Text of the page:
Tina Hillel wrote:Good sentimental or bad? 😀
Dustin Rhodes wrote:Geraniums - Dusty Miller (Artemisia stelleriana) - My grandma always pointed it out by name when I was young, so I thought she just named the bush in her garden after me - and now I grow it in her memory instead
Stacy Witscher wrote:Blackberries - we had them trellised alongside the back fence of my childhood home. I would spend hours out there picking and eating, it was rare any made it inside.
Bryant RedHawk wrote:For me this one is a toughie, I remember when I was four, helping my grandparents plant their garden (2 acres) I was put in charge of planting cantaloupe, watermelon, crook neck yellow squash, pole beans, bush beans, acorn squash and cucumbers.
I also remember "I like Ike" but that's another tale that tells how old I am. Now that I'm strolling along memories lane I come to my most favorite memory, planting a new strawberry patch, I got to pick out some of the varieties that went into that patch so, yeah that is a very fond memory.
Sonja Draven wrote:On the other hand, I won't try cabbage. We always ended up with moths and worms in them. We would run all over chasing the moths with racquets to kill them. That was sort of fun though ..
Tyler Ludens wrote:I am growing Roses in memory of my grandmother who grew them. I have a Bearded Iris that I treasure because it was given me by our nice neighbor across the street when my husband and I lived in Van Nuys, CA. I call this Iris "Logan" after the neighbor, actor Logan Ramsey.
Nicole Alderman wrote:I have two:
As a kid I LOVED picking these. My neighbors and I once spent hours picking the little red berries to make into juice. Having no idea how to make juice, we mashed the berries up and added water...and then sugar...and then more sugar. It really wasn't that great, as it was pulpy (we didn't know to strain it!), but I still remember holding that little cup of "juice" and drinking it next to the garage sink that we used to fill up our cups).
As a I grew older, I became a connoisseur of huckleberries. There were probably 12 different bushes on our property, and they all tasted differently. Some were tiny (half the size of a pencil eraser) and seedy. Others were three times the size, less seedy, juicy and sweet. I would ponder whether it was the sunlight, or the stumps they were growing on that changed their flavor. Knowing more about plant breeding, I'm thinking it was probably largely inherited traits, and there was just a TON of diversity on my property!
About two weeks after I met my now-husband, he came up to me with a little bunch of purple hydrangea flowers. He said, "You know a lot about plants--can you identify these for me?" I said, "These are hydrangeas. They're usually blue and my mom has some growing in her garden"....and then I handed the flowers back to him (because, clearly, no one would ever give me flowers for any reason other than to ID them and hand them back). He replied, "They're for you." The poor gears in my brain had NO IDEA what to do about that, so I gave the oh-so-elequant reposnce of, "Oh." and put them on the nearby table.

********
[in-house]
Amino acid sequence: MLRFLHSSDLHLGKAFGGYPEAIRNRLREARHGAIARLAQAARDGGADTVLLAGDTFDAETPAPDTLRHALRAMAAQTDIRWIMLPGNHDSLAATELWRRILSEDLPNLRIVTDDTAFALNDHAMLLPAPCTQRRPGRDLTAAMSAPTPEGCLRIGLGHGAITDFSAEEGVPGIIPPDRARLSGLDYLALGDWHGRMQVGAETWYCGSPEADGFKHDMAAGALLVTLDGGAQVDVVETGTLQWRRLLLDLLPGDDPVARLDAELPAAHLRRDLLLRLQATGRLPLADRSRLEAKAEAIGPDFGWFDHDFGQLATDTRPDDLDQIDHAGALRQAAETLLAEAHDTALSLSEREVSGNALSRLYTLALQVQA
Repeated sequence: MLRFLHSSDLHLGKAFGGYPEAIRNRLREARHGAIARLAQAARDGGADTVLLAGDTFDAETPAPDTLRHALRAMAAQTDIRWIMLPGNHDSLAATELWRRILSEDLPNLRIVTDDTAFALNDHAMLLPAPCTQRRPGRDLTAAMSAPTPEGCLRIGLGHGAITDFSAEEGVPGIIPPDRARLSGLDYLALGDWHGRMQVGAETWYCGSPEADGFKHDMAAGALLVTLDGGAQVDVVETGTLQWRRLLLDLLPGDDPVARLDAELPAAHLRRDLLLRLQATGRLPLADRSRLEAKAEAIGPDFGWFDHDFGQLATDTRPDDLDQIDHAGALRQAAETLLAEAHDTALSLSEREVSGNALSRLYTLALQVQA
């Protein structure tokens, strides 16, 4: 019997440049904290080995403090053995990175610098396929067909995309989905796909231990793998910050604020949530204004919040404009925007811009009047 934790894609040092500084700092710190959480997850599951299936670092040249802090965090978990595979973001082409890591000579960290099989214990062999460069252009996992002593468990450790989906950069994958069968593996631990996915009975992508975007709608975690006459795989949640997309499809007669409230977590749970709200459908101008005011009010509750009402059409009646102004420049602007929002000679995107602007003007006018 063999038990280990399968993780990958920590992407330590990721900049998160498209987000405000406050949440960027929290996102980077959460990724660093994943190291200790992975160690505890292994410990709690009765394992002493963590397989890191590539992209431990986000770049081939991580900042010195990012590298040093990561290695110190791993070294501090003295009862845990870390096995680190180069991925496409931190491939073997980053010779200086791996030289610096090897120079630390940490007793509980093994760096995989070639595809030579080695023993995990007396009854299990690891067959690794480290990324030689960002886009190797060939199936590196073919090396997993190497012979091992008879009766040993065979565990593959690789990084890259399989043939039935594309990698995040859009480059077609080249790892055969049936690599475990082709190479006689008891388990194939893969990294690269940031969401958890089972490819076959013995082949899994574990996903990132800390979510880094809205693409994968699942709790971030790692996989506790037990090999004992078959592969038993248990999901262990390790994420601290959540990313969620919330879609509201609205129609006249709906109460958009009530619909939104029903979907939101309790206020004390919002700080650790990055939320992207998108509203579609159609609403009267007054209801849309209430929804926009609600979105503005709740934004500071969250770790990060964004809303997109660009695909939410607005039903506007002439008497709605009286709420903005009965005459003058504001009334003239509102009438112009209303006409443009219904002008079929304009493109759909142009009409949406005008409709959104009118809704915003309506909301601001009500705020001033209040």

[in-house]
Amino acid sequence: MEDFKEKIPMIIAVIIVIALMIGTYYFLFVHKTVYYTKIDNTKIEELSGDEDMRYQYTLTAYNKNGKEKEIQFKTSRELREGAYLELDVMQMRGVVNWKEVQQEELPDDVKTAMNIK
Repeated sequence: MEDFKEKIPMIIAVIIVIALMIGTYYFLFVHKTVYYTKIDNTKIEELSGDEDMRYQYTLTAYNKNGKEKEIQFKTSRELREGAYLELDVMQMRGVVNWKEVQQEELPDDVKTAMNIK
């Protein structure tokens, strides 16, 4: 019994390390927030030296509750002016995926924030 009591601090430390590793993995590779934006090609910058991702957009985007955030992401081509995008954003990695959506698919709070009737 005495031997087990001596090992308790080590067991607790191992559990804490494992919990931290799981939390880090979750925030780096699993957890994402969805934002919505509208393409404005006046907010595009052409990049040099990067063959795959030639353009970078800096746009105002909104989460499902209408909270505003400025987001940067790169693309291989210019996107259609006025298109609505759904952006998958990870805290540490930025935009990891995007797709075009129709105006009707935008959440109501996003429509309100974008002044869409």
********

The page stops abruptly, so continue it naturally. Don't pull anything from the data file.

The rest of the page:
Of course, I saved the flowers, but he thought I didn't like him and so stopped coming to church where we met. Thankfully, he came back a year latter, and we started hanging out and then dating, and the rest--as they say--is history. We of course had hydrangeas as our wedding flowers, and every 5 years we buy a new hydrangea bush to plant in our garden. I look forward to so many hydrangea bushes that I don't even know where to plant them!
James Landreth wrote:When I was a teenager (not so long ago) a family that fostered me grew goumi berries. They’re special to me because that was a very special summer for me, and a lot of the people that were in my life then aren’t in it any longer. Rhubarb and swiss chard were grown by a neighbor during that time, as well as nasturtiums, so I always think fondly on those too.
Tereza Okava wrote:every gardenia reminds me of my mother, who had a giant gardenia that had belonged to her mother (who died young and I only met once that I remember). The gardenia has since shuffled off this mortal coil but I now have my own, and I often take pics of the flowers and send them to my mother.
My other grandmother had mulberry trees in her urban yard and used to constantly curse them out for the pink bird poop that got all over everything. The trees were cut down in the late 80s and now that neighborhood in the greater NYC area has no trees whatsoever. But where I live I have a giant mulberry in the property next door that gives me fruit every year, and I just planted three small trees of my own for when that tree goes (it has a parasitic vine and the owners don't care for it, so it won't be around too much longer). I eat a lot of mulberries, and always think of my Gram (who would never have DREAMED of eating mulberries, she was a TV dinner kind of city slicker and anything "from outside" was only good for throwing away).
Emilie McVey wrote:My father planted eight pink roses and what became a huge pink oleander bush and pink crepe myrtles and a pink redbud tree at the pink house he built for our family because my mother's favorite color was pink. The one rose that I particularly think of when I think of my mother and father was a climbing rose, dark red and incredibly fragrant. I think it was called Don Juan. My father planted that one for my mother and for him, because beneath his bluff exterior he was a romantic, and crazy about my mother. Someday I want to have a Don Juan in my garden to daily remember them and their love for each other.